THE Scottish Qualifications Authority has been "failing miserably" to support teachers in the first year of Higher Still and is jeopardising pupils' chances, according to the normally balanced Scottish Secondary Teachers' Association.
As schools prepare for the first controversial diet of exams, assurances no pupil will be disadvantaged because of the transition failed to head off some of the most scathing criticism yet . Many delegates at last weekend's SSTA conference in Aviemore have been involved in devising courses and assessment and have supported the principles behind the reforms.
Richard Goring, the union's education convener, blamed the merger of the Scottish Examination Board and the Scottish Vocational Education Council and the ascendency of the Scotvec approach with its "perpetual verification, excessive administrative duties and ever-increasing workload".
He asked: "Has the amalgamation worked? The answer at the end of the first year is a resounding no . Described as two offices joined by the longest corridor in Scotland - the M8 - the SQA has failed miserably to provide the quality of support required by schools ."
Many problems had been rectified but the SQA was clearly unprepared for the day-to-day issues Higher Still raised, while it failed to understand how schools operated. Music, for example, was an "administrative disaster".
Mr Goring said: "This 'all right on the night' approach may be OK for this year but we can't have that again. Teachers entered the Higher Still programme in the expectation that the support they would receive would make their jobs easier. In many cases, it has been the opposite."
John Nolan, a Fife principal languages teacher, said his new timetable began in June but it was November before he received cassettes for Higher German and any support materials for Intermediate II German. It was "a disgrace".
Bill Walker, an Inverness deputy head involved in progressing Higher Still nationally, sai he had been "appalled" at the nine unit assessments in geography . "It seems we have built the unit assessments into a huge monolith to crack a nut ."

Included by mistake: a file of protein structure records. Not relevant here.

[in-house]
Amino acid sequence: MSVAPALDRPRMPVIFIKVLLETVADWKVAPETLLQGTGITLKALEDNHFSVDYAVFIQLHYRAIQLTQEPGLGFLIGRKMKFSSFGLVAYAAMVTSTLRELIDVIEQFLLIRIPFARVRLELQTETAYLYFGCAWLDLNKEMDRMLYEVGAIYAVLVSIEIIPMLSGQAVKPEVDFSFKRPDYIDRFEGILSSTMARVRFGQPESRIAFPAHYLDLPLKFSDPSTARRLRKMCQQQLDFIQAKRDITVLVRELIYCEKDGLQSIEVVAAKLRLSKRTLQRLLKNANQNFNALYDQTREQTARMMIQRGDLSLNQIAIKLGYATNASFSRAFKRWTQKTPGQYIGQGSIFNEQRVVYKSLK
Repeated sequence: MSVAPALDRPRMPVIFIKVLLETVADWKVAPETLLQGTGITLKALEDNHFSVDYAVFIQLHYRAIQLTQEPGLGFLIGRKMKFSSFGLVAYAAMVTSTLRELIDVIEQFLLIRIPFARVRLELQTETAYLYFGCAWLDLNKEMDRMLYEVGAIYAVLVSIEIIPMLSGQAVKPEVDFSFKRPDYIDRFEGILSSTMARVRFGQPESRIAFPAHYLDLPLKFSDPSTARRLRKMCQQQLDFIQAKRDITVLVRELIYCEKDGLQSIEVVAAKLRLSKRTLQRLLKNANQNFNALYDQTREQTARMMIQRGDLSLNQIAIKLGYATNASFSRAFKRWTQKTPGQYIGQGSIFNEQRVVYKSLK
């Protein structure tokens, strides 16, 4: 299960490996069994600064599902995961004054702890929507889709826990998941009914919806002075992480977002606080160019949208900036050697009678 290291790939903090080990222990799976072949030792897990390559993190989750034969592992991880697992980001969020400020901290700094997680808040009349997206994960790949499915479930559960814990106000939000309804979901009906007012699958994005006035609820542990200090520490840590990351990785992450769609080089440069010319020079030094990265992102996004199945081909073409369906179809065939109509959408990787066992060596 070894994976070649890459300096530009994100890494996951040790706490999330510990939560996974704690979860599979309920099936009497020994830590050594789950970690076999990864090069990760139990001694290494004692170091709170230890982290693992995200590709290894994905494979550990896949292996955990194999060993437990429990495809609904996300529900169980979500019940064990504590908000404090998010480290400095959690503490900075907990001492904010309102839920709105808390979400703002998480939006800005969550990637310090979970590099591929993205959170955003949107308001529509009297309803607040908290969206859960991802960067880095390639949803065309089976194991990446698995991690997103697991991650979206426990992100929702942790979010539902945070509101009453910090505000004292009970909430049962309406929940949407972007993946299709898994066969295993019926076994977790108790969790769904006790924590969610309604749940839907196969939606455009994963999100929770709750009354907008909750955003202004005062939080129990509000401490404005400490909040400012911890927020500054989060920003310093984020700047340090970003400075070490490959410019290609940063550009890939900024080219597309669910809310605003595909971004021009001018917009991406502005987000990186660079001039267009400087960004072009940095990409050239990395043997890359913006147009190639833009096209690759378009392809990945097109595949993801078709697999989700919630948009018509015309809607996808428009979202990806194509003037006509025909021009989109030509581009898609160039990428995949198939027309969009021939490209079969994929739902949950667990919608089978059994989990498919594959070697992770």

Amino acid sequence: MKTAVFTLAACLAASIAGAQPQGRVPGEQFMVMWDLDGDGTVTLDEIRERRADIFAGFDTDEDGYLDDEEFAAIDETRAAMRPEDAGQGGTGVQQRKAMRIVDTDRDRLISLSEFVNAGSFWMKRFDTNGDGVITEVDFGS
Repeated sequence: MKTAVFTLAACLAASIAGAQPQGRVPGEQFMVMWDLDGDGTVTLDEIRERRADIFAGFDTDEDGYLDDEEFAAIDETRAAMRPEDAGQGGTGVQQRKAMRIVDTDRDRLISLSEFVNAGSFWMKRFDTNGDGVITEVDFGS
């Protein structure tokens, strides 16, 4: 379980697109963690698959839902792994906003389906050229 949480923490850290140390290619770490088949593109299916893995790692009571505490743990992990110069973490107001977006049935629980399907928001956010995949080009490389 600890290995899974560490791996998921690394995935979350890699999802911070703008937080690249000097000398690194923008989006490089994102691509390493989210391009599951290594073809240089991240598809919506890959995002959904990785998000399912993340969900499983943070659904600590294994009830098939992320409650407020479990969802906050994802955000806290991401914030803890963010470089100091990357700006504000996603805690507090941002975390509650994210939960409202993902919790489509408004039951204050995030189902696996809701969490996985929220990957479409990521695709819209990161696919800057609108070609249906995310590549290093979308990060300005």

Ron Tuck, the SQA's chief executive, admitted: "This has been a very challenging year for the SQA, as well as for schools and colleges, as we have openly admitted in our communications to centres and education authorities and also in our regular discussions with the SSTA and other stakeholders."
Mr Tuck added: "A total of 1,400 or so NABs (national assessment bank items) have been developed, the great majority on time and in accordance with priorities agreed with the Scottish Executive, although there have been some problems. The significant administrative problems arose largely from the very tight schedule for software development. These will not recur next year.
"We have already redesigned assessment arrangements where teacher views were clear on the need to do so. We are continuing to analyse feedback from authorities, teachers and students on assessment arrangements and will make further adjustments as required."
Leader, page 20
* Inconsistencies across subjects on assessment conditions.
* Amount of time preparing for, taking and reviewing assessments.
* Marginal students most burdened by reassessment .
* Changes and amendments to assessment instructions throughout the session.
* Inaccuracies in national assessment bank items .
* Contradictory advice about timing of unit assessments.
* Conflict between early assessment to allow for moderation and later assessment to allow for greater knowledge, understanding and maturity of students.
* Inability in small departments to provide courses at an appropriate level .
* Workload problems for staff and students.
* Major difficulties in electronic submissions through Phoenix and SEEMIS .
* Marked increase in administration of unit and course entries and results.
* Need for emergency check to confirm every single entry at unit and course level at S tandard grade, Higher and CSYS.